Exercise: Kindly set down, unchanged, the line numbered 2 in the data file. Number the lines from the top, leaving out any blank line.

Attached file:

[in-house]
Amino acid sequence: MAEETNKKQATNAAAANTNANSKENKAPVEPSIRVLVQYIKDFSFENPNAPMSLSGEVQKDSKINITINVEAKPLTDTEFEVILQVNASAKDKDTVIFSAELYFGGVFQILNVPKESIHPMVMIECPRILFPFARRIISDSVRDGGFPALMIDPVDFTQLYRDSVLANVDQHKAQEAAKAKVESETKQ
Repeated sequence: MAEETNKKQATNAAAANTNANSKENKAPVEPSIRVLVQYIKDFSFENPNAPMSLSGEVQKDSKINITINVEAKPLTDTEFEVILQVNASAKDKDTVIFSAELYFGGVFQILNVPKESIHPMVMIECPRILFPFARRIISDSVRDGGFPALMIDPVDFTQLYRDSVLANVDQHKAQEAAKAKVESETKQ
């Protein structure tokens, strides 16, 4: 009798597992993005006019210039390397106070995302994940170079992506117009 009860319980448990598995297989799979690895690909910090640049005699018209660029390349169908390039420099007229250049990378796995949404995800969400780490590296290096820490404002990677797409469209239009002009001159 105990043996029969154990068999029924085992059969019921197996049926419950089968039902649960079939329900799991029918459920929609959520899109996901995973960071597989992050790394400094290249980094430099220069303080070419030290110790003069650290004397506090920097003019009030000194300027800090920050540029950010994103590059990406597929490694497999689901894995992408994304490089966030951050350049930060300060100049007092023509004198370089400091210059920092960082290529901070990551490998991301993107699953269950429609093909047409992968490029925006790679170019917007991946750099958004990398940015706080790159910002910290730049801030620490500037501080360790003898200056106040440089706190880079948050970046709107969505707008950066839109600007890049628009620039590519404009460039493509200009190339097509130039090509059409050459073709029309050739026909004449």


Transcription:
Amino acid sequence: MAEETNKKQATNAAAANTNANSKENKAPVEPSIRVLVQYIKDFSFENPNAPMSLSGEVQKDSKINITINVEAKPLTDTEFEVILQVNASAKDKDTVIFSAELYFGGVFQILNVPKESIHPMVMIECPRILFPFARRIISDSVRDGGFPALMIDPVDFTQLYRDSVLANVDQHKAQEAAKAKVESETKQ